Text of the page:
Successive product generations: financial implications of industry release rhythm alignment

  • Torsten BornemannEmail author
  • Cornelia Hattula
  • Stefan Hattula
Original Empirical Research


A central question for firms releasing successive generations of a product is whether they should pursue a market-driven approach and align own product releases to existing industry-level patterns. While an alignment with industry patterns enables firms to capitalize on general market receptivity, it may also entail dilution and competitive interference effects. Using data on the consumer electronics and automotive industries, we show that the effectiveness of such alignment depends on two additional timing-related decisions: the firm’s release regularity for successive product generations and its preannouncement timing. Firms benefit from alignment to the industry only if they release successive generations in a regular manner (to create anticipation) and refrain from early preannouncements (to avoid competitive counteraction). For all other combinations of release regularity and preannouncement timing, not aligning to the industry rhythm leads to higher levels of firm performance. Taken together, our findings enable a nuanced view of the interplay of timing-related launch decisions that provides actionable guidance for managers.


Successive product generations Launch timing strategy Industry release rhythm alignment Release regularity New product preannouncements 



The authors thank the entire JAMS review team for their constructive and insightful recommendations throughout the whole process. Moreover, the authors thank Johannes Hattula for his helpfulcomments and suggestions for improvement.


  1. Aiken, L. S., & West, S. G. (1998). Multiple regression: Testing and interpreting interactions. Newbury Park: Sage.Google Scholar
  2. Axarloglou, K. (2003). The cyclicality of new product introductions. Journal of Business, 76(1), 29–48.CrossRefGoogle Scholar
  3. Bahadir, S. C., Bharadwaj, S. G., & Srivastava, R. K. (2008). Financial value of brands in mergers and acquisitions: Is value in the eye of the beholder? Journal of Marketing, 72(6), 49–64.CrossRefGoogle Scholar
  4. Banerjee, S., & Soberman, D. A. (2013). Product development capability and marketing strategy for new durable products. International Journal of Research in Marketing, 30(3), 276–291.CrossRefGoogle Scholar
  5. Baumol, W. J. (1959). Business behavior, value and growth. New York: Macmillan.Google Scholar
  6. Bayus, B. L., Erickson, G., & Jacobson, R. (2003). The financial rewards of new product introductions in the personal computer industry. Management Science, 49(2), 197–210.CrossRefGoogle Scholar
  7. Bertini, M., Gourville, J., & Ofek, E. (2011). When the name is the game. Business Strategy Review, 22(3), 50–55.CrossRefGoogle Scholar
  8. Boone, D. S., Lemon, K. N., & Staelin, R. (2001). The impact of firm introductory strategies on consumers' perceptions of future product introduction and purchase decisions. Journal of Product Innovation Management, 18(2), 96–109.CrossRefGoogle Scholar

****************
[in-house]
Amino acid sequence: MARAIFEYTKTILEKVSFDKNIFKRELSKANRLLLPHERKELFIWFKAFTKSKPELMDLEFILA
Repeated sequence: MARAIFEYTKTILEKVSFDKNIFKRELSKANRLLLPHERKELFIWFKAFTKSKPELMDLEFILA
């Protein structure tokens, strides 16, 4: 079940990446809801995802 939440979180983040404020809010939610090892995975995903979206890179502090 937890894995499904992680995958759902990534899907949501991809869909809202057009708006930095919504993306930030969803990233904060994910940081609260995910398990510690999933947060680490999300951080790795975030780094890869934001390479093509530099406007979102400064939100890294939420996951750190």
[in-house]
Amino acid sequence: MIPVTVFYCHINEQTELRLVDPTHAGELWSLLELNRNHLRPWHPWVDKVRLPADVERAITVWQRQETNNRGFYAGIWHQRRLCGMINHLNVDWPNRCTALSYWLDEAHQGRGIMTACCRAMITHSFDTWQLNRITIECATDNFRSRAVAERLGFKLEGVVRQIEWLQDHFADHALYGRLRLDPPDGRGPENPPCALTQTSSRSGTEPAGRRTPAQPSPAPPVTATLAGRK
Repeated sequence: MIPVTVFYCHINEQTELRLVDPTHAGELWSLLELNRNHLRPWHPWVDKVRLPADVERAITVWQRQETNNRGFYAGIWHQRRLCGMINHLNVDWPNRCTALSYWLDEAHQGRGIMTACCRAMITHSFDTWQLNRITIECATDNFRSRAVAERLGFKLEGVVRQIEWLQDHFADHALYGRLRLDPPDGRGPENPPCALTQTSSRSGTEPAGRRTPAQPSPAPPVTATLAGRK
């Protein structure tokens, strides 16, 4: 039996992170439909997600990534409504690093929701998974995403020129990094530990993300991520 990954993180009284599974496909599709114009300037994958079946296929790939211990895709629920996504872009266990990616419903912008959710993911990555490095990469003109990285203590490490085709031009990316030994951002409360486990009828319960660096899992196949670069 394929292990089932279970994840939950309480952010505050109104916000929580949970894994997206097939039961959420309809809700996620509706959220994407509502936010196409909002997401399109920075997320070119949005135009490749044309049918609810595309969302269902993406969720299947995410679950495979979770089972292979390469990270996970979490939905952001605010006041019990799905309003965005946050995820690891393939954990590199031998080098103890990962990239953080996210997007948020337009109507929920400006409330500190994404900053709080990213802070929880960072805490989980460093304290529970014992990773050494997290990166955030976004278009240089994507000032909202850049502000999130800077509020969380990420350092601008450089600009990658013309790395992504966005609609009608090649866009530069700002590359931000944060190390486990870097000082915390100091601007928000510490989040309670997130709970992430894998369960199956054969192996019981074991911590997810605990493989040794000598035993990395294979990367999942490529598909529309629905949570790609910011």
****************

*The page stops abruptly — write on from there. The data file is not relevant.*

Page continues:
9. Brexendorf, T. O., Bayus, B., & Keller, K. L. (2015). Understanding the interplay between brand and innovation management: Findings and future research directions. Journal of the Academy of Marketing Science, 43(5), 548–557.CrossRefGoogle Scholar
  10. Brown, S. L., & Eisenhardt, K. M. (1997). The art of continuous change: Linking complexity theory and time-paced evolution in relentlessly shifting organizations. Administrative Science Quarterly, 42(1), 1–34.CrossRefGoogle Scholar
  11. Burke, R. R., & Srull, T. K. (1988). Competitive interference and consumer memory for advertising. Journal of Consumer Research, 15(1), 55–68.CrossRefGoogle Scholar
  12. Calantone, R., & Di Benedetto, C. A. (2012). The role of lean launch execution and launch timing on new product performance. Journal of the Academy of Marketing Science, 40(4), 526–538.CrossRefGoogle Scholar
  13. Capon, N., Farley, J. U., & Hoenig, S. (1990). Determinants of financial performance: A meta-analysis. Management Science, 36(10), 1143–1159.CrossRefGoogle Scholar
  14. Carhart, M. M. (1997). On persistence in mutual fund performance. Journal of Finance, 52(1), 57–82.CrossRefGoogle Scholar
  15. Carrillo, J. E. (2005). Industry clockspeed and the pace of new product development. Production & Operations Management, 14(2), 125–141.CrossRefGoogle Scholar
  16. Dacko, S. G., Liu, B. S., Sudharshan, D., & Furrer, O. (2008). Dynamic capabilities to match multiple product generations and market rhythm. European Journal of Innovation Management, 11(4), 441–471.CrossRefGoogle Scholar
  17. Danaher, P. J., Bonfrer, A., & Dhar, S. (2008). The effect of competitive advertising interference on sales for packaged goods. Journal of Marketing Research, 45(2), 211–225.CrossRefGoogle Scholar
  18. Druehl, C. T., Schmidt, G. M., & Souza, G. C. (2009). The optimal pace of product updates. European Journal of Operational Research, 192(2), 621–633.CrossRefGoogle Scholar
  19. Dunn, R., Reader, S., & Wrigley, N. (1983). An investigation of the assumptions of the NBD model as applied to purchasing at individual stores. Journal of the Royal Statistical Society. Series C (Applied Statistics), 32(3), 249–259.Google Scholar
  20. Ebbes, P., Papies, D., & van Heerde, H. J. (2011). The sense and non-sense of holdout sample validation in the presence of endogeneity. Marketing Science, 30(6), 1115–1122.CrossRefGoogle Scholar
  21. Eisenhardt, K. M., & Brown, S. L. (1998). Time pacing: Competing in markets that won't stand still. Harvard Business Review, 76(2), 59–69.Google Scholar
  22. Essens, P. J., & Povel, D.-J. (1985). Metrical and nonmetrical representations of temporal patterns. Perception & Psychophysics, 37(1), 1–7.CrossRefGoogle Scholar
  23. Fiegenbaum, A., & Karnani, A. (1991). Output flexibility—A competitive advantage for small firms. Strategic Management Journal, 12(2), 101–114.CrossRefGoogle Scholar
  24. Fitzsimons, G. J. (2008). Death to dichotomizing. Journal of Consumer Research, 35(1), 5–8.CrossRefGoogle Scholar